Four Washington University staff members, Rachel Dunn, Melissa Evers, Elizabeth Fogt and Steven Rosenblum, were recognized for their exemplary service to Arts & Sciences during an Aug. 29 staff reception and awards ceremony presided over by Barbara A. Schaal, dean of the faculty of Arts & Sciences.
Gary Patti, the Michael and Tana Powell Associate Professor of Chemistry in Arts & Sciences at Washington University in St. Louis, has been awarded $4.8 million in two separate National Institutes of Health (NIH) grants focused on improving the accessibility of metabolomics — the study of the biochemical reactions that underlie metabolism.
“If anyone needed visible, painful evidence of how little progress the United States has made in attaining gender parity, this senate hearing was it,” argues Mary Ann Dzuback, chair of Women, Gender and Sexuality Studies in Arts & Sciences at Washington University in St. Louis.
People often think about multiple-choice tests as tools for assessment, but they can also be used to facilitate learning. A new paper in the Journal of Applied Research in Memory and Cognition offers straightforward tips for constructing multiple-choice questions that are effective at both assessing current knowledge and strengthening ongoing learning.
The Brooksfields are determined to take a trip. Nothing will stop them — not the blizzard, not the mistress, not even the drug dealers. In “Florida,” Lucas Marschke recounts a dysfunctional family vacation for the ages. This weekend, “Florida” will receive its world-premiere staged reading at Washington University in St. Louis as part of the annual A.E. Hotchner New Play Festival.
A National Science Foundation-funded workshop recently brought more than 75 statistics researchers to the Danforth Campus. Organized by Todd Kuffner of Arts & Sciences, this is the third year the event has been hosted at the university, and the first since math changed its name this summer to the Department of Mathematics and Statistics.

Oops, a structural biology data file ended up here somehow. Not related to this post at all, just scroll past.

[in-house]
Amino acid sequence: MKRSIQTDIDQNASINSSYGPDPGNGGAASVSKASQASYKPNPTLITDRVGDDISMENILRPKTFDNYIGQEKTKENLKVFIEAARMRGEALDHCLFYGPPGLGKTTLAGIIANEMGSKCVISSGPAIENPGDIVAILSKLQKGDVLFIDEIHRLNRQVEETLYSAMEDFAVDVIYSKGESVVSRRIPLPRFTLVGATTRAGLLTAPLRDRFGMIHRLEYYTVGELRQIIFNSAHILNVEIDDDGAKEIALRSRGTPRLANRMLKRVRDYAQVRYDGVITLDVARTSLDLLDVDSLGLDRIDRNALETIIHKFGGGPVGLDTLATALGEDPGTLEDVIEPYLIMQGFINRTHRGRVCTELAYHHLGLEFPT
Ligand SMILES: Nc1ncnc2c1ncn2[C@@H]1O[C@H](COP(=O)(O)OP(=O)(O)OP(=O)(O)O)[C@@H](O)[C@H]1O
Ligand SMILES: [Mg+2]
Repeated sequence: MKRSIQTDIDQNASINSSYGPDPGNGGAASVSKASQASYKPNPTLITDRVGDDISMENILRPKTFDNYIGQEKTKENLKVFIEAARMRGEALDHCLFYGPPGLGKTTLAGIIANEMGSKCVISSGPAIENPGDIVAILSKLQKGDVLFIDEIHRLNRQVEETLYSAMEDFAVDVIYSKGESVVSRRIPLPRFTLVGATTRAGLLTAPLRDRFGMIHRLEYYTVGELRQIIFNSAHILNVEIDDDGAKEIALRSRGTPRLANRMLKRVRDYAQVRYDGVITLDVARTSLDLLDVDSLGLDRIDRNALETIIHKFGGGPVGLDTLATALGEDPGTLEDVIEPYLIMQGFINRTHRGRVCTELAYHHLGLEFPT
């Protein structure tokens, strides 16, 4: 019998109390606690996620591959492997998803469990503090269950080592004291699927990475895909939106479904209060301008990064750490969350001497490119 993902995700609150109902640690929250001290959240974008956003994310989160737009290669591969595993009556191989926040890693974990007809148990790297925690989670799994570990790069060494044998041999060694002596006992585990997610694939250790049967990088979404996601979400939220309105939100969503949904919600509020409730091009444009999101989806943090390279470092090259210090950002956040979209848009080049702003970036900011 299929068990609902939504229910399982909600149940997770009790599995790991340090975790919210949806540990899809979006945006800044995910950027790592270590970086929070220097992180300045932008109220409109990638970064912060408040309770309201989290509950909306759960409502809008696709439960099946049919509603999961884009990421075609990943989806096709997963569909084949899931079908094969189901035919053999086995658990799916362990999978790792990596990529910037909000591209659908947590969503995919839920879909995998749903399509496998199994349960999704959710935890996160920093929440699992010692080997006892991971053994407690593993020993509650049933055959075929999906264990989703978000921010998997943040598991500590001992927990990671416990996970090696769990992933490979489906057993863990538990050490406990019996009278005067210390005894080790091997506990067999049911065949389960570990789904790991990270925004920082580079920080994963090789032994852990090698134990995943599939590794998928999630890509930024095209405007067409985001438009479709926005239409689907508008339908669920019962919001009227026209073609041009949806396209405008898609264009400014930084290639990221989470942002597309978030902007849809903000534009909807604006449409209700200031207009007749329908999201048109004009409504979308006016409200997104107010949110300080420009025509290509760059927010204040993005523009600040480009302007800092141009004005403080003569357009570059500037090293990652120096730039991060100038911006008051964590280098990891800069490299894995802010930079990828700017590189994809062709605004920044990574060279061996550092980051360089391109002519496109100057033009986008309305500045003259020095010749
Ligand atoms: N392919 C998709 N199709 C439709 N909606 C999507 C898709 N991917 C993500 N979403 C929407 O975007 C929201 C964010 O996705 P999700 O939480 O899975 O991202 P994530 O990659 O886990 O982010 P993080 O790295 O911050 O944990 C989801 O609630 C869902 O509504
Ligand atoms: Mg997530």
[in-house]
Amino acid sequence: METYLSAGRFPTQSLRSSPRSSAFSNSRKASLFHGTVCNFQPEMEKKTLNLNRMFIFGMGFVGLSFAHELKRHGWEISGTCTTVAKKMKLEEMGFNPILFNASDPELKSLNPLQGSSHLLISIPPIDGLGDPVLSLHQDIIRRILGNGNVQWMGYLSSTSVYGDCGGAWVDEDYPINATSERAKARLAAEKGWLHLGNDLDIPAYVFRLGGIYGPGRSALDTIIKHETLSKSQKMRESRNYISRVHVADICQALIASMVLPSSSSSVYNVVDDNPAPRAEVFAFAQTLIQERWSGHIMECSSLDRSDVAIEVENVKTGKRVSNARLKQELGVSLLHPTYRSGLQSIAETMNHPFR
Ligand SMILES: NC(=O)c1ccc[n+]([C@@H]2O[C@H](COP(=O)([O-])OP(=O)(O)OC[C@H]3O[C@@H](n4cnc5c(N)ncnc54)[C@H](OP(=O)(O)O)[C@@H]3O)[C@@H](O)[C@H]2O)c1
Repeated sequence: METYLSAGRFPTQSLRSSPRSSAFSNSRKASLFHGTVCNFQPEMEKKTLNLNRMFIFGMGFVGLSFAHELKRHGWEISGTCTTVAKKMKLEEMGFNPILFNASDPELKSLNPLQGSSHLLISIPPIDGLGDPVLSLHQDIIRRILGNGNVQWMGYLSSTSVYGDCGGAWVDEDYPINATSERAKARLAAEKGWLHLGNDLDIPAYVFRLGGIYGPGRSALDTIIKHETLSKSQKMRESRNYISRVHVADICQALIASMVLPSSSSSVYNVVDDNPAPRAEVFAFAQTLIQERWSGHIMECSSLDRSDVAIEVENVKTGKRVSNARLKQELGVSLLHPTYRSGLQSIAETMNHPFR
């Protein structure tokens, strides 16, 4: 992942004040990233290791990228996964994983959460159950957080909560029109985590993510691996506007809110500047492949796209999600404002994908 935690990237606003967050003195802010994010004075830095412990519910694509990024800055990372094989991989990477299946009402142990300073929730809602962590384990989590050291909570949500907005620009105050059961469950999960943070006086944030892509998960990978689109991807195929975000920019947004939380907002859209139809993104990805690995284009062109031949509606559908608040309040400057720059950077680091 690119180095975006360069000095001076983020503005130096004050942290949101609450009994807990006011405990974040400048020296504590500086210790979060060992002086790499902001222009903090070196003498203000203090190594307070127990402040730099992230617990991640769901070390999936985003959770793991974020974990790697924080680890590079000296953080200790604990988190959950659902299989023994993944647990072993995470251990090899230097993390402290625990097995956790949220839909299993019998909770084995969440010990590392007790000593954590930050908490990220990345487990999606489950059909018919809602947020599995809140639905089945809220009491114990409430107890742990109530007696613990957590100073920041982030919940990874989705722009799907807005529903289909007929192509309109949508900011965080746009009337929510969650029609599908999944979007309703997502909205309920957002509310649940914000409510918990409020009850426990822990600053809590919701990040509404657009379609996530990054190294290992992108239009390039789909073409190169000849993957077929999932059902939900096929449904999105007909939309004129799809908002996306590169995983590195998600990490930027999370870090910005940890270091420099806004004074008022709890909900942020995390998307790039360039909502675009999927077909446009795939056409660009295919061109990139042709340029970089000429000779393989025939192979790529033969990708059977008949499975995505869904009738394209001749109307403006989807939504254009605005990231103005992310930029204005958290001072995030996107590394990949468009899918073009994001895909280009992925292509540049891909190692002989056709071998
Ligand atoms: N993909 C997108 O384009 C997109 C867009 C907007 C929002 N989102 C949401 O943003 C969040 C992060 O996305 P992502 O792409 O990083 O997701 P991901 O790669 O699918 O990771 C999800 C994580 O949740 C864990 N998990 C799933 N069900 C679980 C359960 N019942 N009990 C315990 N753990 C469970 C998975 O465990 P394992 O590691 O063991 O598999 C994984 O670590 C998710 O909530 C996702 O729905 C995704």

2016 Nobel laureate Fraser Stoddart will deliver the Weissman Lecture Oct. 4 at Washington University in St. Louis. The lecture journeys into mechanical innovations realized during the early and mid-20th century and a new type of bonding in molecules consisting of mechanical linkages. It is free and open to the public.
In “Persistence of Memory,” choreographer Ting-Ting Chang explores the convergence of dance and painting through works inspired by the art of Salvador Dali and the writings of Sigmund Freud.
Over the past four years, The Divided City, an urban humanities initiative at Washington University in St. Louis, has supported dozens of projects exploring the effects of spatial segregation. This fall, the university will launch a second phase, The Divided City 2022, thanks to a $1 million grant from The Andrew W. Mellon Foundation.
Anyone who peruses relationship settings on social media knows that our interactions with other humans can be complicated, but a new study in Nature Scientific Reports suggests that researchers may be overlooking some of these same complexities in the social relations of our closest primate relatives, such as chimpanzees and macaques.